Q: There are goons in the game but you also talk about “pests with face shields” who stir things up.
A: Those players are protected with the rules. If you go after them you might get put in jail. I just think you’ve got to let the players police it a little bit on the ice and the referees can use some discretion, like, why did that happen? I don’t think it can just be black and white, I just don’t think it can be or should be.
Q: You talk about boring hockey today, the trap and so forth. It certainly wasn’t the way your team played. How do we get more creativity back in the game?
A: Put the centre line back in. Make them use their skills. [To open up the game the centre line is now ignored, allowing two-line passes.] I’m probably going to get a lot of heat over this. Our players are so big, so strong, so fast, I don’t think we can play this game without borders. Look at the injuries.
We’ve got no centre line and speed guys who tip it in and just keep going. Our goaltenders can’t help, [defencemen] can’t hold you up. They added four feet in the offensive zone. And the coaches are saying “block the shots.” Sidney [Crosby] gets hit in the jaw with a deflected puck. We’re worried about the health of our players, but what we’ve done, we’ve opened it up so much, we’re so big and strong. A player ices the puck, he can’t change. Well, tired players get hurt. I think in our game right now we’ve got as many young skilled players as we’ve had in a long time but do we have to use our skills.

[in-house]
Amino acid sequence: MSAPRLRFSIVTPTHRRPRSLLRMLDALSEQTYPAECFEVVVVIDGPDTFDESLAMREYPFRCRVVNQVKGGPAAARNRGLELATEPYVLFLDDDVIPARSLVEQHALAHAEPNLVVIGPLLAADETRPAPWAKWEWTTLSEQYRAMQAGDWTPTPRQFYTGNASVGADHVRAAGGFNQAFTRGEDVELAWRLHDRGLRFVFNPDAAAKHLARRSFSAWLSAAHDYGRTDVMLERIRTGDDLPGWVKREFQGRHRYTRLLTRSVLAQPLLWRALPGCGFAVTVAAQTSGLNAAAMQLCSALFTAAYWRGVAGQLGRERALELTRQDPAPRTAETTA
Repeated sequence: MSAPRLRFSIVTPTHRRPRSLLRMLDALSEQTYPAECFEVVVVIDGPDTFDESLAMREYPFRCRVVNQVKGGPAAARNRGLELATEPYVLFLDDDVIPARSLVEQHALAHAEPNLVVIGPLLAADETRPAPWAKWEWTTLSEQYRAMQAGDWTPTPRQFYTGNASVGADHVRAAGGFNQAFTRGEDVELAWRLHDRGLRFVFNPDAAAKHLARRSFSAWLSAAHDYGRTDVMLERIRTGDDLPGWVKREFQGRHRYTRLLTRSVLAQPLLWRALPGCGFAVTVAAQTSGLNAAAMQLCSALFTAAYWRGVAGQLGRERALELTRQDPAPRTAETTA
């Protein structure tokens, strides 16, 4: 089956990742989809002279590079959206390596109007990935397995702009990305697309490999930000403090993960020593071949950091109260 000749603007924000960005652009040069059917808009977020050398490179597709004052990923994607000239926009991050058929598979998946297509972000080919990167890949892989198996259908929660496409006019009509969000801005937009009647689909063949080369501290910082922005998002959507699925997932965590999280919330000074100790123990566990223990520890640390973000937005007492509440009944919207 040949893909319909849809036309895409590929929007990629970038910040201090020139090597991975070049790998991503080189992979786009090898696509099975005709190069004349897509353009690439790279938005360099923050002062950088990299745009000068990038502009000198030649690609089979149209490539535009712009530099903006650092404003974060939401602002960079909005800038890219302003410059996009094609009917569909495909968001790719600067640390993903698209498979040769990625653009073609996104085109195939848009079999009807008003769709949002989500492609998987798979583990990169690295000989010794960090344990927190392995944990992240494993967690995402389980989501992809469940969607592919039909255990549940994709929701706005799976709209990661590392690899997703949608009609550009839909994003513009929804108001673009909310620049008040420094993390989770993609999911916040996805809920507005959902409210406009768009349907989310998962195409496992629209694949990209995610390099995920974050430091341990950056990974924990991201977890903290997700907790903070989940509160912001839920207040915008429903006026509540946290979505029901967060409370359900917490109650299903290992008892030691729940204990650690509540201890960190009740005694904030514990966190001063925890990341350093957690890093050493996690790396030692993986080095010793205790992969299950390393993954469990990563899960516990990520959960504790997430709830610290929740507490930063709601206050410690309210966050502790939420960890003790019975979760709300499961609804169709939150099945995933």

Q: You talk about things that stifle the game. One that surprised me was the size of contracts that players are getting. You’re not suggesting as an agent that they shouldn’t make the money, but they have to earn it?
A: I’d like to see them keep earning it. Whatever they can, or we can, negotiate for a player, fine. But earn your money every night. We see sometimes players, they have a great last year leading up to the end of their contract, then they get the big deal. I think we could question that player some nights.
Q: Are you worried that a working-class family is getting shut out of hockey and the NHL experience?